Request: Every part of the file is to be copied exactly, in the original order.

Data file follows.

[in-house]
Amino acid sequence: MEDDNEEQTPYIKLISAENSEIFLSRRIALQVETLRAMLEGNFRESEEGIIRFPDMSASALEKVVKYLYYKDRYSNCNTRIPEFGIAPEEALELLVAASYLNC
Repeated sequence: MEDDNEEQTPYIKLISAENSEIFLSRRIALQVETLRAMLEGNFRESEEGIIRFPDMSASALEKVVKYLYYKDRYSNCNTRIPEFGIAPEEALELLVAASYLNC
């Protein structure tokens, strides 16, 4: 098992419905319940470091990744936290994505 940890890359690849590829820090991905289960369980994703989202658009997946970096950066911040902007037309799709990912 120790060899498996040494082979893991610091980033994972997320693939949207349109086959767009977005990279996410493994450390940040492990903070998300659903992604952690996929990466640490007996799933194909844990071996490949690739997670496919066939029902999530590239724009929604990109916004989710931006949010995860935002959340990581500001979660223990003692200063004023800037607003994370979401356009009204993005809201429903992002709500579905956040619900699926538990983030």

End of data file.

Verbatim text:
[in-house]
Amino acid sequence: MEDDNEEQTPYIKLISAENSEIFLSRRIALQVETLRAMLEGNFRESEEGIIRFPDMSASALEKVVKYLYYKDRYSNCNTRIPEFGIAPEEALELLVAASYLNC
Repeated sequence: MEDDNEEQTPYIKLISAENSEIFLSRRIALQVETLRAMLEGNFRESEEGIIRFPDMSASALEKVVKYLYYKDRYSNCNTRIPEFGIAPEEALELLVAASYLNC
């Protein structure tokens, strides 16, 4: 098992419905319940470091990744936290994505 940890890359690849590829820090991905289960369980994703989202658009997946970096950066911040902007037309799709990912 120790060899498996040494082979893991610091980033994972997320693939949207349109086959767009977005990279996410493994450390940040492990903070998300659903992604952690996929990466640490007996799933194909844990071996490949690739997670496919066939029902999530590239724009929604990109916004989710931006949010995860935002959340990581500001979660223990003692200063004023800037607003994370979401356009009204993005809201429903992002709500579905956040619900699926538990983030």